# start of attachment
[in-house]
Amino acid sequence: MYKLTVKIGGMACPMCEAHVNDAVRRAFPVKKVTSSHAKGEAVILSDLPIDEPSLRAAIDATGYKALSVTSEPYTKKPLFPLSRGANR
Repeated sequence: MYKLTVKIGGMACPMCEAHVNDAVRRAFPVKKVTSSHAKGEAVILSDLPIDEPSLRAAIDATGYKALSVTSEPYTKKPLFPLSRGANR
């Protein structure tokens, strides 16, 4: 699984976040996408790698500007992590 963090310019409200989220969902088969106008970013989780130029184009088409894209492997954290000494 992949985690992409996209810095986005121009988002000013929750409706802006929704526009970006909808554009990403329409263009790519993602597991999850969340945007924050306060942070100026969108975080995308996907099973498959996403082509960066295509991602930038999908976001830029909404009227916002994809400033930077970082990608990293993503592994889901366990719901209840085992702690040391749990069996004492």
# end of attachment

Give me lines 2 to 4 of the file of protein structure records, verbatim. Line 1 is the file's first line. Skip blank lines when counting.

Amino acid sequence: MYKLTVKIGGMACPMCEAHVNDAVRRAFPVKKVTSSHAKGEAVILSDLPIDEPSLRAAIDATGYKALSVTSEPYTKKPLFPLSRGANR
Repeated sequence: MYKLTVKIGGMACPMCEAHVNDAVRRAFPVKKVTSSHAKGEAVILSDLPIDEPSLRAAIDATGYKALSVTSEPYTKKPLFPLSRGANR
């Protein structure tokens, strides 16, 4: 699984976040996408790698500007992590 963090310019409200989220969902088969106008970013989780130029184009088409894209492997954290000494 992949985690992409996209810095986005121009988002000013929750409706802006929704526009970006909808554009990403329409263009790519993602597991999850969340945007924050306060942070100026969108975080995308996907099973498959996403082509960066295509991602930038999908976001830029909404009227916002994809400033930077970082990608990293993503592994889901366990719901209840085992702690040391749990069996004492």